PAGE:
City Walk – Gali Syed Rafai, Old Delhi
This way to Gali Syed Rafai.
[Text and photo by Mayank Austen Soofi]
All is quiet. All is empty. Except for a black-and-white billi nosing around. No human is crowding this narrow gali, though it is lined with many doorways. Now another black-and-white billi surfaces. Oh, may be she is the same one.
Gali Syed Rafai empties into the crowded Chitli Qabar Bazar, but within its habitat, it lies as secretively as an animal in winter hibernation. This afternoon, the muffled roar from the chaotic market outside is only amplifying the haunting nature of the street’s silence.
At long last, a street dweller appears. Handicraft artist Halim had gone out to shop for two cucumbers. He describes Syed Rafai, after whom the street is named, as “a man of izzat who performed prayers five times a day… he lived in our gali about 400 years ago.” Holding the cucumbers as carefully as if they were glasses of steaming hot chai, he disappears behind the dark wood door of his house. Close by, the doorway belonging to “news editor, All India Radio” is fitted with a slim plaque stating: “God wills it.”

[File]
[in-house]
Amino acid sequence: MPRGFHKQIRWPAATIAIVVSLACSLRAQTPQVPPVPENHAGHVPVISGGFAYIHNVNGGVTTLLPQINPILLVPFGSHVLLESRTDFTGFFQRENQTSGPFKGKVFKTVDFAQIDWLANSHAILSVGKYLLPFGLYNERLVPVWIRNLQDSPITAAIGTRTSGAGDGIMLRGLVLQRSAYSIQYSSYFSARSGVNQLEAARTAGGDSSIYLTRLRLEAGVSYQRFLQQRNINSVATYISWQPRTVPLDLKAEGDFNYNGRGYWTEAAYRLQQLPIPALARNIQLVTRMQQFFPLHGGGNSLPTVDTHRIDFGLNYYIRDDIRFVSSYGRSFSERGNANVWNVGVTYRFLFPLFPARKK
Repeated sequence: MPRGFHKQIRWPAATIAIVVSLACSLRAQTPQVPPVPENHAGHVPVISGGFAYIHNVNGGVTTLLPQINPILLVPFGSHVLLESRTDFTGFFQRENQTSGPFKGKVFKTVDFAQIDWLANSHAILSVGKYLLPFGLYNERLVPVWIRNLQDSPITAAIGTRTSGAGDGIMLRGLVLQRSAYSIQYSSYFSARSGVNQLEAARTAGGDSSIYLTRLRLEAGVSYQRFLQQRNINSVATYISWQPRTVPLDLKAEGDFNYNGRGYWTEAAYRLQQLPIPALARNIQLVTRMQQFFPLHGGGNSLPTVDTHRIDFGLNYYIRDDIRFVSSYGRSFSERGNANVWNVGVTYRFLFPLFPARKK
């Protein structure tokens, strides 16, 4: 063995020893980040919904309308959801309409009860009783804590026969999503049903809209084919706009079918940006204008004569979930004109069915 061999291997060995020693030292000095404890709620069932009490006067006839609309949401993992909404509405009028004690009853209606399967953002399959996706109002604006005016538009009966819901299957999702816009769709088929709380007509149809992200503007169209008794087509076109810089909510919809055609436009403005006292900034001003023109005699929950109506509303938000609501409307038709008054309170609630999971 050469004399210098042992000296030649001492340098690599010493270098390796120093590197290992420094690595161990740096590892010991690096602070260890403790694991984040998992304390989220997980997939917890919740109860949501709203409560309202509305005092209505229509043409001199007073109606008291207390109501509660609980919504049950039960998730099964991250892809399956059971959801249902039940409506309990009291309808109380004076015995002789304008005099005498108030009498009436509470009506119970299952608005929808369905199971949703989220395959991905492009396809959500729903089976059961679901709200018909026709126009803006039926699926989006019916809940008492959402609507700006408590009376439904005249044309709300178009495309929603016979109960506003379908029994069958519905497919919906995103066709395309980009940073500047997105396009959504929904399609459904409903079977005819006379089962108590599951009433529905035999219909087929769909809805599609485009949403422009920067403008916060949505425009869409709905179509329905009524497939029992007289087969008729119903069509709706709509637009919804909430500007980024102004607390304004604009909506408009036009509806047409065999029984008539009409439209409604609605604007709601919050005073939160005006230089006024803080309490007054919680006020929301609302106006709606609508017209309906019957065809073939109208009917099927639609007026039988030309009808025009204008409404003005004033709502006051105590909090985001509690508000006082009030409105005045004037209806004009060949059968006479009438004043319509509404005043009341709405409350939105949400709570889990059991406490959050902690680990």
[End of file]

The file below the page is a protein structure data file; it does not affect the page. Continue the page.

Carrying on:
The short but labyrinthine gali swells gently to a moderate height, giving the feel of walking in a hill town. It forks into two galis, both of which end up as cul-de-sac. The longer one is overlooked by an elevation of old-fashioned lakhori bricks. This is actually the boundary wall of an iconic landmark. Founded in 1922, the so-named Subhan Factory is among Old Delhi’s oldest dry cleaning facilities. It is also among the gali’s only two commercial entities (the other one is a “medicura”). During the wedding season, its large hall gets filled up with very many dry-cleaned lehengas and sherwanis. Those sequinned dresses then shine faintly from inside the wood-lined glass closets, as they wait to be claimed by their owners. The establishment’s patriarch, Syed Muzaffar Ali—who was founder Subhan Ali’s son—died last Saturday, aged 74. The young Mansoor Ali, his son, is sitting on his chair (he is seen in the photo, standing beside the aforementioned wall). Mansoor’s elder brother, Farid Ali, is out for a while.
Now, an elderly man is sighted, slowly walking down the gali. A retired betel leaf trader, he is heading to the nearest mosque, which faces the bazar, but is connected to this quiet street by a back-door. The mosque, too, is named after Syed Rafai.